Lynndie England Sues Tortured Biographer
Former Army reservist Lynndie England, the international face of the Abu Ghraib prison scandal, is suing her biographer for seizing control of what was intended to be a shared copyright. In July, writer Gary S. Winkler abruptly resigned from the limited liability corporation established to handle finances and formed his own.
England and her longtime attorney-turned-agent Roy Hardy claim that Winkler conducted all book-related business from his home, refusing to list England as co-author, provide access to online sales and revenue accounts, or let her deal directly with promoters.
Winkler denies any wrongdoing and said he welcomes the Sept. 23 hearing. He said his relationship with England and Hardy has been difficult from the start: Hardy regularly interfered with their LA-based publicist to broker separate deals for England, and the pair carelessly withdrew money from their joint checking account. Winkler claims he formed his own Virginia-based publishing company, Bad Apple Books LLC, to handle administrative issues and protect himself.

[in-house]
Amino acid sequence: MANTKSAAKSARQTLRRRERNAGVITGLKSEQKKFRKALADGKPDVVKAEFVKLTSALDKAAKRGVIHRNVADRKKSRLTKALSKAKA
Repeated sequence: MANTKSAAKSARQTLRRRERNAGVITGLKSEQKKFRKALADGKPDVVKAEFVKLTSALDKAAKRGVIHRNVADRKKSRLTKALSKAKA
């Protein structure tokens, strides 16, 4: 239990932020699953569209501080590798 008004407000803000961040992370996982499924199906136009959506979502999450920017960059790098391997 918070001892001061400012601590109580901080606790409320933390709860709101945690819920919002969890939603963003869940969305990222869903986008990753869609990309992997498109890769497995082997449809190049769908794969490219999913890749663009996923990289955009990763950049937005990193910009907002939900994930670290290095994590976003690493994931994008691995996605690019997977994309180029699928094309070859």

Things “crashed and burned pretty fast” after the Library of Congress canceled England’s scheduled August appearance, Winkler said. The lecture was nixed over safety concerns after opposition from library employees produced violent threats. According to Winkler, he’s sold only 20 copies of the book through his website and perhaps a few hundred through other online retailers.
“I think there’s this impression I’ve been sitting on this cash,” Winkler said. “I wish it were true. … Nobody’s getting rich here. I’m in the hole.”
The book, titled Tortured: Lynndie England, Abu Ghraib and the Photographs That Shocked the World, details England’s youth and her twisted relationship with Corporal Charles Graner. As England’s only authorized biographer, Winkler had unprecedented access to the soldier, her family, and friends. England, now 26, said she hopes the book will help people understand that she had a limited role in the abuse of detainees at Abu Ghraib.
While eager to salvage her reputation, England remains unapologetic about her role in the prison scandal.
“Sorry? For what I did?” she said in an interview with the UK’s Daily Mail. “All I did was stand in the pictures. Saying sorry is admitting I was guilty and I’m not. I was just doing my duty.”